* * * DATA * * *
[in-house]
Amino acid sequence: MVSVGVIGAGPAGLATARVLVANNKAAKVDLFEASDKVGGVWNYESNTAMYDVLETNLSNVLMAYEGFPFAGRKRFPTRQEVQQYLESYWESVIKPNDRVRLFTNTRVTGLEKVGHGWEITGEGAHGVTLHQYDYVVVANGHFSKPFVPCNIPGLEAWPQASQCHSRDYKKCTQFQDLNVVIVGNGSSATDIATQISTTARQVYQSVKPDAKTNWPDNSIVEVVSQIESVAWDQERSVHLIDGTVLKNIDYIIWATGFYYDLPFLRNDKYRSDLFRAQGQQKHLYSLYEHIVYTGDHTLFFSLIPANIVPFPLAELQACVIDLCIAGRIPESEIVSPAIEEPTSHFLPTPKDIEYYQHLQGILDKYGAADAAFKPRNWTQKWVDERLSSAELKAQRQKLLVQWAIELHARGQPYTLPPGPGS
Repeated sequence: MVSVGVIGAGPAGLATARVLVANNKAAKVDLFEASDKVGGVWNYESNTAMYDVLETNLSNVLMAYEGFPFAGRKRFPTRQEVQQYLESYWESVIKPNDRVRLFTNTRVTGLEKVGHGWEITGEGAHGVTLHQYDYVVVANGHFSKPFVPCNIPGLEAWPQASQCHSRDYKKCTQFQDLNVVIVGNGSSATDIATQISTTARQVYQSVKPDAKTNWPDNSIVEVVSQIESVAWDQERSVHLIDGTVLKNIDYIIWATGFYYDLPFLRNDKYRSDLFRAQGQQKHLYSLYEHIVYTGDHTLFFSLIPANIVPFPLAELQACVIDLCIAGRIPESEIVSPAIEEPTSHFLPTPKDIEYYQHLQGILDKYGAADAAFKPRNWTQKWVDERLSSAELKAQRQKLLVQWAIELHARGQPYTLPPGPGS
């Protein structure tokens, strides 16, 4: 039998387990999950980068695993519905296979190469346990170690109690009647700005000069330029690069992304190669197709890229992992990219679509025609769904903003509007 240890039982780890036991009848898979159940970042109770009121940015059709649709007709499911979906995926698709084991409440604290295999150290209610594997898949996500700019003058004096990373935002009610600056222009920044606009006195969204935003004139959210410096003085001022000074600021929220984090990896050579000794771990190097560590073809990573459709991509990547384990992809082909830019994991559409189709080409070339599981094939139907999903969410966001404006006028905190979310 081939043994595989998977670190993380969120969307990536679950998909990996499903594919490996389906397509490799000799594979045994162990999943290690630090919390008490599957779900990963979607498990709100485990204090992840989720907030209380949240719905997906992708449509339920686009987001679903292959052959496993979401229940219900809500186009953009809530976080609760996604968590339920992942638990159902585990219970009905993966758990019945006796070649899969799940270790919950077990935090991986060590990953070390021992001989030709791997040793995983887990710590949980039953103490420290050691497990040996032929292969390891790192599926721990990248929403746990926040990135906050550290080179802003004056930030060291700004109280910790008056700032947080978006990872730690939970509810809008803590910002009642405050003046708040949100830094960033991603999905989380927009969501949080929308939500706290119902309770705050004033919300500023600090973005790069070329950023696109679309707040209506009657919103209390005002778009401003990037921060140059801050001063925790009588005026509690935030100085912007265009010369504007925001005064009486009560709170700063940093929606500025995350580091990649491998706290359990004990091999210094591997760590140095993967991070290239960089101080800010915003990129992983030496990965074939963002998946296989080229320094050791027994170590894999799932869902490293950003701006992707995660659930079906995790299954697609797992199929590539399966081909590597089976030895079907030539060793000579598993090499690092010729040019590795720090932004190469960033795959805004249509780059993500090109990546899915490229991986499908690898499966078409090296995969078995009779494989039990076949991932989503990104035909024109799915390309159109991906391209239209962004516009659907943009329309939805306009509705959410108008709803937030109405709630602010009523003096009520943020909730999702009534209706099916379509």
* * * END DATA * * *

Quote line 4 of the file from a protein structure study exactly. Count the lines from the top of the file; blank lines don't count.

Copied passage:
């Protein structure tokens, strides 16, 4: 039998387990999950980068695993519905296979190469346990170690109690009647700005000069330029690069992304190669197709890229992992990219679509025609769904903003509007 240890039982780890036991009848898979159940970042109770009121940015059709649709007709499911979906995926698709084991409440604290295999150290209610594997898949996500700019003058004096990373935002009610600056222009920044606009006195969204935003004139959210410096003085001022000074600021929220984090990896050579000794771990190097560590073809990573459709991509990547384990992809082909830019994991559409189709080409070339599981094939139907999903969410966001404006006028905190979310 081939043994595989998977670190993380969120969307990536679950998909990996499903594919490996389906397509490799000799594979045994162990999943290690630090919390008490599957779900990963979607498990709100485990204090992840989720907030209380949240719905997906992708449509339920686009987001679903292959052959496993979401229940219900809500186009953009809530976080609760996604968590339920992942638990159902585990219970009905993966758990019945006796070649899969799940270790919950077990935090991986060590990953070390021992001989030709791997040793995983887990710590949980039953103490420290050691497990040996032929292969390891790192599926721990990248929403746990926040990135906050550290080179802003004056930030060291700004109280910790008056700032947080978006990872730690939970509810809008803590910002009642405050003046708040949100830094960033991603999905989380927009969501949080929308939500706290119902309770705050004033919300500023600090973005790069070329950023696109679309707040209506009657919103209390005002778009401003990037921060140059801050001063925790009588005026509690935030100085912007265009010369504007925001005064009486009560709170700063940093929606500025995350580091990649491998706290359990004990091999210094591997760590140095993967991070290239960089101080800010915003990129992983030496990965074939963002998946296989080229320094050791027994170590894999799932869902490293950003701006992707995660659930079906995790299954697609797992199929590539399966081909590597089976030895079907030539060793000579598993090499690092010729040019590795720090932004190469960033795959805004249509780059993500090109990546899915490229991986499908690898499966078409090296995969078995009779494989039990076949991932989503990104035909024109799915390309159109991906391209239209962004516009659907943009329309939805306009509705959410108008709803937030109405709630602010009523003096009520943020909730999702009534209706099916379509």